In line with the whole non-auteur director thing, the fight scenes in Liam Neeson action movies are more or less interchangeable. They’re usually in very close quarters (though not always), and usually composed of a lot of quick cuts that almost resemble a handheld shaky-cam, but aren’t actually shaky-cam unless you happen to be watching from a massage chair. But more importantly, it’s how Neeson navigates these multi-man brawls that’s so similar. There’s a general fighting style that carries through every single Neeson pic (and really makes the case for all these Neeson characters just being the same dude). It’s superhuman yet scrappy; fictional Liam Neeson is obviously a martial arts genius, but he’s also impatient and takes a lot of shortcuts. Eyes, groins, necks (punching someone in the neck is as much a Neesonism as losing a family member to kidnappers), grabbing something off the ground and beating a guy with it- whatever ends a fight as quickly and brutally as possible.

Also, there’s a general violence level that’s accepted through all Liam Neeson action films. It’s somewhere between a hard PG-13 and a soft R- the R-rated ones don’t go for anything too stomach-churning (a lot of gunshots, maybe a stabbing once in a while for variety) while the PG-13s are more than welcome to, oh, jab a shard of glass into a man’s carotid artery.

Bonus Round: Liam Neeson’s Always Threatening People Over the Phone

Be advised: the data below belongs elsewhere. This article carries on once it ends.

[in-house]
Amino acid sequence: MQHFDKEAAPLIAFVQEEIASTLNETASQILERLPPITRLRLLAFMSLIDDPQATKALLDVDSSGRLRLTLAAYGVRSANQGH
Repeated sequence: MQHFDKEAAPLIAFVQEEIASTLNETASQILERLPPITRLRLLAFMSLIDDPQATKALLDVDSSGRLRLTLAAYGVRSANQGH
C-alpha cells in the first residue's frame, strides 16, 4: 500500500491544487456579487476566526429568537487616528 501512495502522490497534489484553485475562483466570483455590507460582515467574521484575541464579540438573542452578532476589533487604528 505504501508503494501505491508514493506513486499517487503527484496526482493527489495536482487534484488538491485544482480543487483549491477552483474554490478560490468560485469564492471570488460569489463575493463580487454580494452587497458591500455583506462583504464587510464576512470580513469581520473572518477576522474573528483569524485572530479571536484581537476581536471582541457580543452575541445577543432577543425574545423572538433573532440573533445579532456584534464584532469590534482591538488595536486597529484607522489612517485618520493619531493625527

Perhaps not as crucial to a film as story, characters or fight choreography, but crucial nonetheless. Liam Neeson is always threatening people- graphically, yet at a very reasonable volume- through a cell phone. It’s his thing. That cell phone speech from Taken is iconic, and it may end up being the most recognizable moment of his entire career. The proof, of course, is that almost every single Neeson movie post-Taken has included a riff on that same speech. Sometimes it’s just another Neeson, muttering a different paragraph of threats into a different phone. Sometimes there’s a spark of creativity involved, like how Non-Stop’s threats were communicated via text message. And sometimes you get Taken 2, where Neeson uses a phone call to tell his daughter that this time, “your mother and I… are gonna be Taken” ‘90s-era Simpsons couldn’t do a better Taken parody than that moment right there.

Like Arnold Schwarzenegger spent decades repeating “I’ll be back” in films that were definitely not The Terminator, you can bet Liam Neeson is going to be describing people’s deaths via phone call for the rest of his moviemaking career. And every time, that movie will feel just a little bit more like Taken.

Is every Liam Neeson movie more or less the same film, give or take a few pieces of window dressing? Sure. Should that stop you from seeing Run All Night this weekend and enjoying it just as much as Takens 1–19? Not in the slightest. Liam Neeson action movies might be repetitive, but they’re not bad movies, and if Neeson can keep his cookie-cutter operating at this level of quality for eight years straight, more power to him.